They’ve had years to figure things out. Louis M. Martini (above, with his son Louis P. Martini), at twelve years old,  came with his father from Genoa to San Francisco, and what started in 1906 as home winemaking evolved into a producer of sacramental wine and concentrate during the dark years of Prohibition, finally culminating in the construction of the eponymous winery in St. Helena in 1933. All of these changes and growth have resulted in a brand with significant name recognition, ownership of one of the great Cabernet vineyards on the planet, and a list of wines that, vintage after vintage, are worth seeking out.  Martini has always been synonymous with Cabernet Sauvignon, and its Napa and Alexander Valley bottlings are among the most widely known. Tasting them side by side is always a fascinating exercise, and often throws into sharp relief the fallacy of believing that the conditions of a particular vintage manifest themselves in stylistically similar expressions from one appellation to another.
    The 2012s are a great example. The Napa Valley Cabernet Sauvignon starts off subtly, with aromas of baking spice, vanilla and plum leading to a palate of boysenberry, blackberry and mulberry, perfumed with cedar and cut through with excellent acidity. The Alexander Valley, by comparison, lifts from the glass with black cherry, cassis, blueberry and plum, all spiced with cinnamon and clove, the flavors anchored by a great core of cassis framed by mineral, licorice, cedar, and tobacco. It’s concentrated and fresh all at once, and while both of these bottlings will benefit from a few years in the cellar, they are immensely enjoyable right now.
    The 2013 Sonoma County Cabernet Sauvignon starts off with scents of cassis, toast, and an unexpected hint of meatiness and bay leaf. Rich, well-integrated tannins frame chocolate, graphite, blackberry and warm vanilla, the balance of sweet fruit and structure immediately appealing.
    Going up in price and down in production numbers is the Lot 1 Cabernet Sauvignon, a wine that, according to Martini, is designed to capture “the essence of Napa Valley’s distinctive terroir.” The fruit comes from top sites in Napa, including Atlas Peak (Stagecoach Vineyard), Stags Leap, the Silverado Bench, Spring Mountain and more. The 2012 is utterly classic, with black currants and licorice, mineral and chocolate on the nose and opulent, silky flavors of chocolate, blackberry fruit and rich cigar tobacco. It’s delicious now, and will continue to evolve for another decade or more. For a point of comparison, we also tasted the 2005 Lot 1 Cabernet Sauvignon, which has, in the nearly 11 years since the grapes were harvested, turned into a gorgeously mature wine singing with aromatically complex led pencil, sandalwood and cedar, sweet fruit, peppercorn, vanilla and dusty, beautiful tannins.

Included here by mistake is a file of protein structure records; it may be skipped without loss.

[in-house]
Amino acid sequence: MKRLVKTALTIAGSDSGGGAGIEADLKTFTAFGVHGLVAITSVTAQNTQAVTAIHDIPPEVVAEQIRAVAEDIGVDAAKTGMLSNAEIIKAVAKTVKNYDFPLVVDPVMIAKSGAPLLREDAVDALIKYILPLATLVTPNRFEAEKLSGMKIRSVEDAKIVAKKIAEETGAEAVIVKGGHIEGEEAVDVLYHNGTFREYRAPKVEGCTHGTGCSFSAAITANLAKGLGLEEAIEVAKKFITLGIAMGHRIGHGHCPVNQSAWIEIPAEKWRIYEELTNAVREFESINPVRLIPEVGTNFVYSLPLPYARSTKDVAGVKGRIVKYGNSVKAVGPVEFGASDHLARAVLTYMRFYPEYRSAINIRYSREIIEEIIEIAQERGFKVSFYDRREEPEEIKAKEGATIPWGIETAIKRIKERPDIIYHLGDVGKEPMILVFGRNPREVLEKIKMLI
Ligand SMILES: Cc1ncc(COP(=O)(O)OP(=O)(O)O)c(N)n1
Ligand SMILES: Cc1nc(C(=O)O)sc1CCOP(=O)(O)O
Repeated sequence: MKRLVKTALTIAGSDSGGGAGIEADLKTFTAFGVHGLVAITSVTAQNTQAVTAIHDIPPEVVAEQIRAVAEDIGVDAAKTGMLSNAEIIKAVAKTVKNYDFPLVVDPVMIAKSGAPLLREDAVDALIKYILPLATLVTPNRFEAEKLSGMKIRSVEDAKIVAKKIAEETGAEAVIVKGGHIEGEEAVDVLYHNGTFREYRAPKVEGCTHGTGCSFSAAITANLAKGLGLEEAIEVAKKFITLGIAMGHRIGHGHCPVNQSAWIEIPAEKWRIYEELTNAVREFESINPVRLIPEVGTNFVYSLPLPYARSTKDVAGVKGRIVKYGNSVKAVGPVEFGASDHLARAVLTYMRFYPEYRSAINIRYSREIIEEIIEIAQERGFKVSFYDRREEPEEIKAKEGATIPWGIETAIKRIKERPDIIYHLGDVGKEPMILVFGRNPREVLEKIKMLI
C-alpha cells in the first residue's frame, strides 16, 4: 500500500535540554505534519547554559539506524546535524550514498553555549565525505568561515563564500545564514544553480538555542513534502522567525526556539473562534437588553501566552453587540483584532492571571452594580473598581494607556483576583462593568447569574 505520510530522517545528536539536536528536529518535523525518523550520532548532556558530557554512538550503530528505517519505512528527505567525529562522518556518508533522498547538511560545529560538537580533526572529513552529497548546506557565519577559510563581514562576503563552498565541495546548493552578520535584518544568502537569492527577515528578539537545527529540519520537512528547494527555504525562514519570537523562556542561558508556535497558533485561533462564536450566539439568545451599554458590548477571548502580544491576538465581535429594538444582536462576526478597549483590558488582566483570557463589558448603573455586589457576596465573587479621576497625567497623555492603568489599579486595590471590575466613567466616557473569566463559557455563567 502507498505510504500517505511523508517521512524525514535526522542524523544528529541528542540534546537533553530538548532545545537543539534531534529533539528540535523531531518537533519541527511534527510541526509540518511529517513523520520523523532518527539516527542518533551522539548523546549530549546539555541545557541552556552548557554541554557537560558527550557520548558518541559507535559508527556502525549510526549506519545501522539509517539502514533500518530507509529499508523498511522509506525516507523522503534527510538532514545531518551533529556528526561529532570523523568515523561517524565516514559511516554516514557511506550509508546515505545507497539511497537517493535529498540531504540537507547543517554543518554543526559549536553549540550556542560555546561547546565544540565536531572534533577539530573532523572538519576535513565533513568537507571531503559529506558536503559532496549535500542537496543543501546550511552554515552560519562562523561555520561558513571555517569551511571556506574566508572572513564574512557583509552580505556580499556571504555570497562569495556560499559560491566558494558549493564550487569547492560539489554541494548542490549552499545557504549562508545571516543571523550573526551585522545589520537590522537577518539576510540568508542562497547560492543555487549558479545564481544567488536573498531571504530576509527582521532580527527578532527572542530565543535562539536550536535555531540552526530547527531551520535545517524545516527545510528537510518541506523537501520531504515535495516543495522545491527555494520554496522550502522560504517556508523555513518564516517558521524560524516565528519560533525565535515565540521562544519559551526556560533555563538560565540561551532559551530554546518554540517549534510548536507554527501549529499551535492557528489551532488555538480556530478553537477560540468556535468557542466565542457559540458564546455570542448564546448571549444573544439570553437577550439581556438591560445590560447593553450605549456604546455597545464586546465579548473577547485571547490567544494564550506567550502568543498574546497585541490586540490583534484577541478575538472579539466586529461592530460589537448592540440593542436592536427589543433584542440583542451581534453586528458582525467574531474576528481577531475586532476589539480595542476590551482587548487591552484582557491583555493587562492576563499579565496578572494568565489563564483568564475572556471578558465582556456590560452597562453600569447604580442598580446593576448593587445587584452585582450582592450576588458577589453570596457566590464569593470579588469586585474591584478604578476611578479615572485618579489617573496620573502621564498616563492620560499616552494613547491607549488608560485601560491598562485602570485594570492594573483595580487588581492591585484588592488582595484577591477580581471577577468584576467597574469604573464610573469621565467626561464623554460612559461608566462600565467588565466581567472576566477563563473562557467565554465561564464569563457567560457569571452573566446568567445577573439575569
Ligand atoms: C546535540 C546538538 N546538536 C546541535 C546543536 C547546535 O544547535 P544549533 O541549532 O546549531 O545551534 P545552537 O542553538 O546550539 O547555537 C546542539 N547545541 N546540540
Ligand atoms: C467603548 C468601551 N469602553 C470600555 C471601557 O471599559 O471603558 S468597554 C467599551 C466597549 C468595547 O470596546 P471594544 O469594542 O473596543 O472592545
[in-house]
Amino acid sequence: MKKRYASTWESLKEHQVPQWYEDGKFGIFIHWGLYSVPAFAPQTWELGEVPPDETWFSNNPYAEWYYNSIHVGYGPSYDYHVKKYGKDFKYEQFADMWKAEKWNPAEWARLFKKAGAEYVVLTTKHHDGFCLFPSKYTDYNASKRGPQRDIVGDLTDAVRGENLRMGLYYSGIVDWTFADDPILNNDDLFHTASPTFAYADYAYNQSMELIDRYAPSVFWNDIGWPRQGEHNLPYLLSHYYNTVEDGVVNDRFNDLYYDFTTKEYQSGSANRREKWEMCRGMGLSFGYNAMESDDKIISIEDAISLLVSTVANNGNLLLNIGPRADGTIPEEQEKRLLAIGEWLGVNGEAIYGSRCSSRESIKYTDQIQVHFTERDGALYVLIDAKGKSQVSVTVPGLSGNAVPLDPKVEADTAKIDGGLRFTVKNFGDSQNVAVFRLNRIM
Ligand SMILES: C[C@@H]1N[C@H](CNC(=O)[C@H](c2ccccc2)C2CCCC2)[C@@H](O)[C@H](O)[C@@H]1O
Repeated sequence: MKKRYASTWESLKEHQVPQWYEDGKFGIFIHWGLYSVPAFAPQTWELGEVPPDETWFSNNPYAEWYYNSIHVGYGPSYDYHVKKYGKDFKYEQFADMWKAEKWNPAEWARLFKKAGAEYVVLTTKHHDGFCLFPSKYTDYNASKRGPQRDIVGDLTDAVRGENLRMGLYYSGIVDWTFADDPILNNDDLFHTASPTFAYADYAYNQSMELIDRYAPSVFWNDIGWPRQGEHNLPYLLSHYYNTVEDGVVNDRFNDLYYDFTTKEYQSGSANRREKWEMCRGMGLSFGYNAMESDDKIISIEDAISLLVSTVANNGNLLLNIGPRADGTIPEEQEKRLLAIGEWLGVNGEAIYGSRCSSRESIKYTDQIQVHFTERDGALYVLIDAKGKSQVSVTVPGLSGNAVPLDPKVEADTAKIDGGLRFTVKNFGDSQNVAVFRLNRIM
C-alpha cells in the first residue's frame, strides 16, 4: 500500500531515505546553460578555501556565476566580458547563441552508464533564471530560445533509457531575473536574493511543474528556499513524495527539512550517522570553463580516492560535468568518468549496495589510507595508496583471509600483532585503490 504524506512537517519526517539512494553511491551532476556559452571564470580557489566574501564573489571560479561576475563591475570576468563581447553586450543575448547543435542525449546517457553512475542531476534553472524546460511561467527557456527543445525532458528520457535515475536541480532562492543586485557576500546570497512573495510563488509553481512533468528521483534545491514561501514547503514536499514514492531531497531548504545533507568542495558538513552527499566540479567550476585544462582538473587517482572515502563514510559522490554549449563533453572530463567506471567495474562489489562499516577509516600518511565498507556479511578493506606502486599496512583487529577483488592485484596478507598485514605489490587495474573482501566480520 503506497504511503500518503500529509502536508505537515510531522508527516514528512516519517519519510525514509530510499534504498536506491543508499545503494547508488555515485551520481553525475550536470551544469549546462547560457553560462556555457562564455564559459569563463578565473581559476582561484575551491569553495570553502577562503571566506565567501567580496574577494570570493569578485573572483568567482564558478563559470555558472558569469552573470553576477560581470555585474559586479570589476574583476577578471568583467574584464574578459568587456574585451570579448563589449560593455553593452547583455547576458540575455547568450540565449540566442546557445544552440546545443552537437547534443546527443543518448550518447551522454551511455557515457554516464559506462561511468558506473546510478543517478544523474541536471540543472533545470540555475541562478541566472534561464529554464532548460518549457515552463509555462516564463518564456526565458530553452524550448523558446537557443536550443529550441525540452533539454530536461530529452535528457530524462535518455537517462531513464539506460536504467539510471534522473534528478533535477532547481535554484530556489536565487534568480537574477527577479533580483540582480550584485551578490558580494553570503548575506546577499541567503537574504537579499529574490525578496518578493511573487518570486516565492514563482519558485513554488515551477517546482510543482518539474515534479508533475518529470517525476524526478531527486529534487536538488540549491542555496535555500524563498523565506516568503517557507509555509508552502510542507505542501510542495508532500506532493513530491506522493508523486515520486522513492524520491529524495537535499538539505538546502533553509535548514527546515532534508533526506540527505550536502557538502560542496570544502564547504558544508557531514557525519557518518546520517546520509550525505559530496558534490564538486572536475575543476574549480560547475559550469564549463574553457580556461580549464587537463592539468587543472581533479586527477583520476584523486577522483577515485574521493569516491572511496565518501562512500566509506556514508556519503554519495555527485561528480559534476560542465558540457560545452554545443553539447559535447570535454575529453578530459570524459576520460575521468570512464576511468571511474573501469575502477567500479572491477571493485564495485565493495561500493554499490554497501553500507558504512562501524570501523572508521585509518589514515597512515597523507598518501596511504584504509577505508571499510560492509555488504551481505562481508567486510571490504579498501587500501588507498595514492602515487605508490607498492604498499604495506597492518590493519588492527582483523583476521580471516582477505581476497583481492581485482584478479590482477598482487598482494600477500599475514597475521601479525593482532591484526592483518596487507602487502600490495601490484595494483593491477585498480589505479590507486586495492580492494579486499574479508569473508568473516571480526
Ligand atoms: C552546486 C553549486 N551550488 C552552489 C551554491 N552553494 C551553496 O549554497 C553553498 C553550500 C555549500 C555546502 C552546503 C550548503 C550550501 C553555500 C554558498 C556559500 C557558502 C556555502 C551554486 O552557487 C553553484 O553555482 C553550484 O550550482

Martini also crafts an excellent Meritage, and its 2012 Cellar No. 254 Napa Valley is a charmer: Spicy, savory, cherry fruit aromatics find a consistent counterpart on the palate, with added flavors of cocoa powder and an excellent tannic structure. The 2012 Cellar No. 254 Petite Sirah is also a success, a sweetly fruited, concentrated and generous offering of chocolate, blueberry coulis and a hint of dried mushroom on the tongue.
    The ostensible jewel in the Martini crown, however, is Monte Rosso Vineyard (above and left), so named for its Red Hill Loam soils that Cabernet does so well in. (So, too, do other grape varieties, including a block of 110-year-old Semillon vines, though it’s the Cab that garners the lion’s share of attention.) It’s been under the ownership of Martini since 1938, and the results of the family’s work on it are stunning. The 2011 Monte Rosso Cabernet Sauvignon was fresh with lovely herb notes of rosemary and laurel, as well as plenty of red plums and currants. The 2010 is also quite fresh, yet here it speaks of raspberry, mineral and a smoky note to the rich hints of spice and leather. Gong back another five years, the 2005 is a perfectly balanced bottling with brambly fruit, sage and mineral bumping up against cherry, baker’s chocolate and sandalwood. It’s amazingly lithe for 11 years old, but that seems to be a theme with these Monte Rosso Cabernets—their ability to evolve yet still remain vibrant, which is a testament to the land itself and to the respectful winemaking of the team.